Wednesday, June 21, 2017

Not the Martian Chronicals

We departed Atlantic City after what almost seemed like a day off, because we didn't make any forward progress, but didn't seem like a day off because there was riding and quite a bit of stress involved.  

The folks at the bar/restaurant were wonderful. Not only feeding us and letting us camp in the front yard, there were drinks and live music too.  As an added bonus, when we first got there they stared at us like we were from outer space. You know, just to make us feel at home.   

Leaving town is via a dirt road that climbs over 300 vertical feet in less than a mile.  A nice warmup (sarcasm!).  The rest of the day was a doodle by comparison.  Notably, as we climbed away from town, we left behind trees.  Once at the top there we none and we wouldn't see any for quite a while.  

A dirt road and a strong tailwind got going nicely.  The Great Basin is a truly amazing place.  Take away the free range cattle, the wild horses, and the grasses, and you could be convinced it was the surface of Mars.  We would not see a tree till we reached the town of Wamsutter (population 500), 93 miles from our start.  Even there, the trees were obviously not natives. 

We stayed at the only hotel in town and ate dinner at the only restaurant.  Then it was back to Mars, another 63 miles of treelessness.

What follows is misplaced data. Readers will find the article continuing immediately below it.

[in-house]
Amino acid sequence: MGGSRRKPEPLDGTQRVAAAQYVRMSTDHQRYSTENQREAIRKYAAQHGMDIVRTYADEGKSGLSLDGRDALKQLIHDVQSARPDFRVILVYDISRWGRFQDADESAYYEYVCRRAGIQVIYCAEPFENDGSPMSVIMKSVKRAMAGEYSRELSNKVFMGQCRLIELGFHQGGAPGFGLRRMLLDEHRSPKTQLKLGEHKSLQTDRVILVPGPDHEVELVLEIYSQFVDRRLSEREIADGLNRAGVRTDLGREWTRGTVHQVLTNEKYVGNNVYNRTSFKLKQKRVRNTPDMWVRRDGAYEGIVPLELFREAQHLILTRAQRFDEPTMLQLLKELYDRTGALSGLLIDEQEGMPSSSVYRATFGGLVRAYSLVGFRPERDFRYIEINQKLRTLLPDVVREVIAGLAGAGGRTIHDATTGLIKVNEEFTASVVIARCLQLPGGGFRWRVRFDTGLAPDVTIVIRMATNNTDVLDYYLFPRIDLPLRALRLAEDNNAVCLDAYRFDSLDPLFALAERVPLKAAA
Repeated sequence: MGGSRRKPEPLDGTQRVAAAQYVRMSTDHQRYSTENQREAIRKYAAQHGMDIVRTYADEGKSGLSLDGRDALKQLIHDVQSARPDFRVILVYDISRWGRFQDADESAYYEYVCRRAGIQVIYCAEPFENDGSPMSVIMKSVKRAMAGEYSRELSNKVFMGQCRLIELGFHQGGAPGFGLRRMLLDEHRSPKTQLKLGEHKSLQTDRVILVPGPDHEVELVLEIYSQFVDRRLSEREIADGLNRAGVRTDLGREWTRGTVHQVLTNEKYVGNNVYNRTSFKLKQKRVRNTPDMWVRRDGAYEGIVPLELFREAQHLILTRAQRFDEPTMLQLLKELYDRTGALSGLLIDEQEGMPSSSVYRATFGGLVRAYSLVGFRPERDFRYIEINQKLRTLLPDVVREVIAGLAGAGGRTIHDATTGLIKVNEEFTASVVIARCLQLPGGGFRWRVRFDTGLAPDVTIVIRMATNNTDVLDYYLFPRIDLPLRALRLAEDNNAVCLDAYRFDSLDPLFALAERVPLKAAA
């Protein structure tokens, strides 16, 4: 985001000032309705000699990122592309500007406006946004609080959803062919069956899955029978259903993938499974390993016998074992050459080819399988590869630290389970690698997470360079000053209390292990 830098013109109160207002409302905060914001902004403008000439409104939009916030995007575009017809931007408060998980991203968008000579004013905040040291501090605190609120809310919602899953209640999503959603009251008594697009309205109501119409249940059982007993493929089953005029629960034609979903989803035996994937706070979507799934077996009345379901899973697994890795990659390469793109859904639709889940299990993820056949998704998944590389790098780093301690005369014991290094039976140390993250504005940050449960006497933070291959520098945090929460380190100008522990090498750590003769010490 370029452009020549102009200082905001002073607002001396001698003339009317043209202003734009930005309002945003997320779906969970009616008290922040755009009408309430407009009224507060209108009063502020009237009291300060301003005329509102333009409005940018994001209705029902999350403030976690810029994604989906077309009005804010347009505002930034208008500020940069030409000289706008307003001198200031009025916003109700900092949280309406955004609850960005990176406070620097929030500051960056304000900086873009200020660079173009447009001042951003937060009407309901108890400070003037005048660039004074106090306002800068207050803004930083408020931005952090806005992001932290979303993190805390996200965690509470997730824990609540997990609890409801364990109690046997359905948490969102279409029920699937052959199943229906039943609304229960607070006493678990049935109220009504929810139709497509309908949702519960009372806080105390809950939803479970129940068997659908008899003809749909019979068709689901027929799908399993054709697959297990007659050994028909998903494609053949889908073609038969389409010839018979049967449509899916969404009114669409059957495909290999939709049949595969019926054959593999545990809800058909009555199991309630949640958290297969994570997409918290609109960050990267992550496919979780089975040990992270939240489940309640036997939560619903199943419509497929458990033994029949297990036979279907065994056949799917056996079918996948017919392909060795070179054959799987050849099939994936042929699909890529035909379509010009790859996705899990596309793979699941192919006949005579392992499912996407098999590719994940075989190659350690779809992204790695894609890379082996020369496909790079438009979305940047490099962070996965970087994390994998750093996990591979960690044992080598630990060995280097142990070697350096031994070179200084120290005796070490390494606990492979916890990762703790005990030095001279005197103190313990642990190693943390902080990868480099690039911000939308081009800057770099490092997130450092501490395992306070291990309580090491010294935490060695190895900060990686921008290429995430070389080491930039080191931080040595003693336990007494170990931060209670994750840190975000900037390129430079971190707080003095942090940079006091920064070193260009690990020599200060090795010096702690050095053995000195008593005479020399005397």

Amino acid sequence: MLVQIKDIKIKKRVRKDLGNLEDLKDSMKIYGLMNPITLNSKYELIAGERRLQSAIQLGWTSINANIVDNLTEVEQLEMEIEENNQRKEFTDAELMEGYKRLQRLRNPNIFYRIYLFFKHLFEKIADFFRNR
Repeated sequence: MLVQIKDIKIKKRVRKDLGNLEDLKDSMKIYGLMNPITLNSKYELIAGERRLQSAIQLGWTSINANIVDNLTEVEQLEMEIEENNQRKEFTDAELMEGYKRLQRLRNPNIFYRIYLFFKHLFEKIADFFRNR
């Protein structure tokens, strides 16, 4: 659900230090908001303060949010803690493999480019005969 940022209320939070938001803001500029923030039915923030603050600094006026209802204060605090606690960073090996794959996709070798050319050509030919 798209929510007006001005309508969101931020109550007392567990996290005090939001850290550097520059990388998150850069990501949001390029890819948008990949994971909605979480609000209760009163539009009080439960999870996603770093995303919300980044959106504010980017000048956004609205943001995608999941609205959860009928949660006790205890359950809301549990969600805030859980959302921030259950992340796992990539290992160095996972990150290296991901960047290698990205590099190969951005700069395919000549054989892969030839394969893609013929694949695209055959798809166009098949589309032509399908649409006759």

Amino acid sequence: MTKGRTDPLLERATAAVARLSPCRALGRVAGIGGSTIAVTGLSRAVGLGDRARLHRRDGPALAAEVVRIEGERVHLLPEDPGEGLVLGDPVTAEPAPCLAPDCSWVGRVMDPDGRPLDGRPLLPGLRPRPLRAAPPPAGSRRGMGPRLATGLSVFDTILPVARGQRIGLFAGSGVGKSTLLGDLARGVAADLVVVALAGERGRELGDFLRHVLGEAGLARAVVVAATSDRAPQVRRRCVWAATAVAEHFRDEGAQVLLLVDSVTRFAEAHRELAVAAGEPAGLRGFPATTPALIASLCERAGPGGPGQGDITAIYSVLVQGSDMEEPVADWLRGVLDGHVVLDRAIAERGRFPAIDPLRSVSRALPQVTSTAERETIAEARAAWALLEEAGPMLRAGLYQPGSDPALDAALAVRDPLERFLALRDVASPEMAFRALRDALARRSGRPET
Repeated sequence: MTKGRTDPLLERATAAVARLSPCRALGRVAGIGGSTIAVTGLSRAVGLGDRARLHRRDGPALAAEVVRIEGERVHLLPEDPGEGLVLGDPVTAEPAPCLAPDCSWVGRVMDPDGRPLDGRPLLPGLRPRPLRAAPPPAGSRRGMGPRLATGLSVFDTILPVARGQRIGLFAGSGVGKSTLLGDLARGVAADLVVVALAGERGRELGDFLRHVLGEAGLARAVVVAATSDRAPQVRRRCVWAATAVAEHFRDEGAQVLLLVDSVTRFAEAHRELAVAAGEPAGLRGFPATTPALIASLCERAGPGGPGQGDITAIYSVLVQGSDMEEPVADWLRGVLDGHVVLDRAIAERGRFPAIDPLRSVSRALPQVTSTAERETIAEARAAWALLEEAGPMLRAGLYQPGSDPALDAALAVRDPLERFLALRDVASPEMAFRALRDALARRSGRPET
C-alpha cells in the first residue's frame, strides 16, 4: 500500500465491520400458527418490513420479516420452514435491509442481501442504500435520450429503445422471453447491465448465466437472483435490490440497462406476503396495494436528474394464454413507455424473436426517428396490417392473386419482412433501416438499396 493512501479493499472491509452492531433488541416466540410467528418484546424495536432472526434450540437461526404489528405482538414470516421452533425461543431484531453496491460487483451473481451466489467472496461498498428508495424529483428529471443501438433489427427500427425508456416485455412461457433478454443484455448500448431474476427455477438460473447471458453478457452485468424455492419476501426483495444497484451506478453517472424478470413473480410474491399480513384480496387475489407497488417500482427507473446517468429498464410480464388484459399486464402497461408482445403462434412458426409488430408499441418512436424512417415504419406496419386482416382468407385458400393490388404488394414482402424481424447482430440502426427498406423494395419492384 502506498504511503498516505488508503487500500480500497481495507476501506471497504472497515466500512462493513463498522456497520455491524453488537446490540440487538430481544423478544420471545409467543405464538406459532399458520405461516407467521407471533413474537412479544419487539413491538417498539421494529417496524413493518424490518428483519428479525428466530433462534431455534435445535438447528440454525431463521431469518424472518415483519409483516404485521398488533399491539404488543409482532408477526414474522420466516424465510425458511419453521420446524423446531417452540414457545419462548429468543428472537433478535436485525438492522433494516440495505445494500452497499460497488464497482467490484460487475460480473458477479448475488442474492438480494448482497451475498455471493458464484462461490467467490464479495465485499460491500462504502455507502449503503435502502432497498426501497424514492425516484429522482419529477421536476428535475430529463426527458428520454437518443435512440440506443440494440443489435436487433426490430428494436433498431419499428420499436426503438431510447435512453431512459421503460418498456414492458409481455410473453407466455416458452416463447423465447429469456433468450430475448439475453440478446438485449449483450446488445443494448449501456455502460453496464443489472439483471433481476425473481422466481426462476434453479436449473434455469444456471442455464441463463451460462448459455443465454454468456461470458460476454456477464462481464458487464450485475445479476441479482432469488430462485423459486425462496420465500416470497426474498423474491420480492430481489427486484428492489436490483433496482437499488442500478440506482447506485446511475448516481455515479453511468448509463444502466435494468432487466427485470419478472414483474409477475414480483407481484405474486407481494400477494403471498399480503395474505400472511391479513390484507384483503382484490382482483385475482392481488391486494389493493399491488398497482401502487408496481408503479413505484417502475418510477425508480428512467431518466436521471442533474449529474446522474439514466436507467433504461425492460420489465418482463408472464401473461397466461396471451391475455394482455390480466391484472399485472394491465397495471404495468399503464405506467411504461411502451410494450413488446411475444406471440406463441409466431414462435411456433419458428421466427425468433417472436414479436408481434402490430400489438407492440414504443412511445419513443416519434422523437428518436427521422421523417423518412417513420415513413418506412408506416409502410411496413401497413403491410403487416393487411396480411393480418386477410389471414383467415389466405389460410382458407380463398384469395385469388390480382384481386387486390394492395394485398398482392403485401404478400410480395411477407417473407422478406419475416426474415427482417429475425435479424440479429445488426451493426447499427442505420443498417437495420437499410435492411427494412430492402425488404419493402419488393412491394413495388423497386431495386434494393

At the town of Savery (population 25) we were back on earth, back amongst trees.  And for a small town it was pretty accommodating.  We were at first at a loss, the "store" in town was out of business and there was no sign of the camping that was indicated on the map. 

There was an interesting museum and they always have snacks in the gift shop, so we headed there.  To our surprise, the lady running the place asked immediately if we were Divide riders, then escorted us into the basement where food and snacks  were for sale just for Divide riders.  Score!  She also arranged for us to camp across the street in somebody's yard ($5).  We set up camp and turned in early, only to be woken up at 9 pm by some locals.  They'd seen us camping, had some leftovers, and brought them for us.  Second dinner was fresh trout, baked beans, and fried potatoes.  I only wish they'd had leftover breakfast too.  

From there we had two short days.  I've been hurting from the pace and mileage and climbing.  A day off was needed but we had to get... someplace.  

That place turned out to be Steamboat Springs, CO, which is a great place if you like quaint and very expensive little mountain towns.  

We're leaving Steamboat in the morning, more blog to follow soon.  


  1. This trip is bringing out the best of your writing skills! Keep it up!
    -Sister Pat

  2. I'm curious if you've had any conversations with locals about why they live where they do. I mean - population 25? I'm sure it's undeniably beautiful but are there other reasons why they are there?

    1. I haven't asked, but I imagine some people just can't handle solitude and feel the need to be in a crowd. Still, not too bad; imagine, not only knowing all your neighbors, but knowing everyone in town by name.